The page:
KAJANG: An academic and antique book dealer have voiced concerns over the resurfacing of racially charged narratives similar to those which led to the May 13 riots in 1969.
Speaking to FMT, book dealer Muhammad Nazreen Jaafar and Universiti Kebangsaan Malaysia (UKM) professor Teo Kok Seong said these narratives mostly revolve around the position of the Malay language and education.
Nazreen, who is a former researcher at a local think tank, said his concerns stem from what he read in an internal document produced by the Alliance, the pre-cursor to Barisan Nasional.
“I happened to acquire the document, published in 1968, from another dealer. It is an internal analysis by the Alliance for the upcoming 1969 election,” said Nazreen who runs the Bukuku Press online book store.
He added that he had verified the authenticity of the document with former Alliance leaders who were around at the time.
The analysis, he said, touched on the political climate at the time, the opposition parties and the proposed strategies for Perikatan, as the Alliance was known in Malay.
He said the document had spoken of the rising communal tensions, largely related to the polarisation of ethnic groups in urban areas, particularly between Chinese and Malays.
This included concerns over granting non-Malays equal economic, social and political rights, like the Malaysian Malaysia idea, which Perikatan said was pushed by DAP and other opposition parties including the United Democratic Party (UDP) and the Labour Party, he said.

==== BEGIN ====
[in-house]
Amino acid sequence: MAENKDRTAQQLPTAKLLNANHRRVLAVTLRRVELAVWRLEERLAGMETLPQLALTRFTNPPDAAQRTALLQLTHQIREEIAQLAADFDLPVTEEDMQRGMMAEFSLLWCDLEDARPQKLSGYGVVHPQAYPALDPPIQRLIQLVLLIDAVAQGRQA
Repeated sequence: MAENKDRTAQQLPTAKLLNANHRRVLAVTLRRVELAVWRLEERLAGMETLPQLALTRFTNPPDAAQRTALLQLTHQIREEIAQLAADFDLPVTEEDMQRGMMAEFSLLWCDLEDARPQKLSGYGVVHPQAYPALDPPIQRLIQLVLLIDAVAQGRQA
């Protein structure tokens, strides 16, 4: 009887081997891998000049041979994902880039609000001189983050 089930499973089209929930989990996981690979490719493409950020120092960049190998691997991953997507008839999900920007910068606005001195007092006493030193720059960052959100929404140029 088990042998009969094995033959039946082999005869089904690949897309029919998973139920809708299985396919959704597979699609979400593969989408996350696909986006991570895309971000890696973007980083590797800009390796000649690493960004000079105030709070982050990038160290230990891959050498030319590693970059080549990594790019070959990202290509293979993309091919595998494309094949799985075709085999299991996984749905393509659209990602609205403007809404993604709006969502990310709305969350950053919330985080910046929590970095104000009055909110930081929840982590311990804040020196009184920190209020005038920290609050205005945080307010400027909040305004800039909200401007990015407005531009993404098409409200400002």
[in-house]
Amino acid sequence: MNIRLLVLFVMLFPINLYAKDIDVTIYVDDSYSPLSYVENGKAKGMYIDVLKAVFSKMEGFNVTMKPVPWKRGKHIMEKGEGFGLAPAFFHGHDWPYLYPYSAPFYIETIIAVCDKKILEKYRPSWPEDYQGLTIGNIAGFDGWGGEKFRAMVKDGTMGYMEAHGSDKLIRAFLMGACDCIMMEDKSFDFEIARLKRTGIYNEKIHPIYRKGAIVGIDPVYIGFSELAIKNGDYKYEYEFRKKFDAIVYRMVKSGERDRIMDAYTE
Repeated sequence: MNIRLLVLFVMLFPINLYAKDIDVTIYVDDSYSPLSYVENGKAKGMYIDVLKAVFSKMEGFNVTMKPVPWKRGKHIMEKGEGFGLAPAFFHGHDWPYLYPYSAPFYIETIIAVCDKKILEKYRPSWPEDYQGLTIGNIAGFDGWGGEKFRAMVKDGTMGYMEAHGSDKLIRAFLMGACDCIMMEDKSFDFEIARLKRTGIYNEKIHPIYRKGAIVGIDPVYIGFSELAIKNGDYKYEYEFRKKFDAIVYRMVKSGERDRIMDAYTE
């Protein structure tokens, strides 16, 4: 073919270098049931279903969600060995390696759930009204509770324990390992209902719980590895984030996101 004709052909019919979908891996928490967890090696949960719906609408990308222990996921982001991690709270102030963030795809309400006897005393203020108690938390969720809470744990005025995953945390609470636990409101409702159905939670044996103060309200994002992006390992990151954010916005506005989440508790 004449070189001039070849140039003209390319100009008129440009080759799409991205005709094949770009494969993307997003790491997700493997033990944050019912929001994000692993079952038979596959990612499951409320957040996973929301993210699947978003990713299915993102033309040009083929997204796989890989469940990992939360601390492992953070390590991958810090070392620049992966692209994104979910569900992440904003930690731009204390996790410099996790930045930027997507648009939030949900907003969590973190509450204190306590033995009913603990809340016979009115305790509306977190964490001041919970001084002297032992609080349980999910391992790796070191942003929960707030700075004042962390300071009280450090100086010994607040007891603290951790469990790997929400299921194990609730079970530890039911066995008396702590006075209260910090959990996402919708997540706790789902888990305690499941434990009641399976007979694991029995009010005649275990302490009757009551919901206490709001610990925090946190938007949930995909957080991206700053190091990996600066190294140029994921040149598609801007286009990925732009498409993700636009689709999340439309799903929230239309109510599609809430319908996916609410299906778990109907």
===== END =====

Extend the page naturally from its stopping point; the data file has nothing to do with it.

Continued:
According to the analysis, he said, the opposition at the time had wanted other communal languages to be recognised as on par with Malay at the national level.
“On education, the UDP felt that Perikatan had killed the growth of Tamil and Chinese education in the country.”
Nazreen said the document showed how Perikatan had planned to use racial narratives to frame the opposition parties as only wanting to champion non-Malay interests, and, in the case of the Pan Malaysia Islamic Party, as a right-wing Malay party.
“May 13 was a culmination of grievances of Chinese and Malays, and now, I see the same symptoms.”
Nazreen said this includes narratives and remarks on the Unified Examination Certificate, the Malay language, Chinese language requirements in the private sector, and vernacular schools.
“Issues of language and education are linked to race, and when these are politicised, it leads to ill feelings on the ground and generalisations according to race.
“From there, all it takes is a trigger.”
He added however that while the document may indicate that Perikatan wanted to use racial narratives to win the 1969 election, which in turn might have fanned the flames of the May 13 riots, it could not be said that it was solely to blame.
“As we only have this document, we do not know what the opposition’s strategy then was, and whether they too wanted to play the racial card.
“What is clear is the pitfalls of both sides playing up racial and religious narratives. If we’re not careful, May 13 could happen again.”
Teo, the principal fellow at UKM’s Institute of Ethnic Studies, agreed that similar narratives could be seen in 1968 and 1969.
He lamented that some political parties, according to him, appeared to be challenging the constitution and Malay rights, like in the case of the matriculation quota issue.
“Article 153 clearly states that the Yang di-Pertuan Agong is to safeguard the special position of the Malays and natives of Sabah and Sarawak through the reservation of positions in areas of scholarships, educational and training privileges or training facilities.
“The way some non-Malays are addressing this issue is worrying. I see the same kind of pattern which led to May 13.”
The May 13 riots which took place in the wake of the 1969 general election witnessed communal riots and clashes, resulting in the deaths of over 200 people.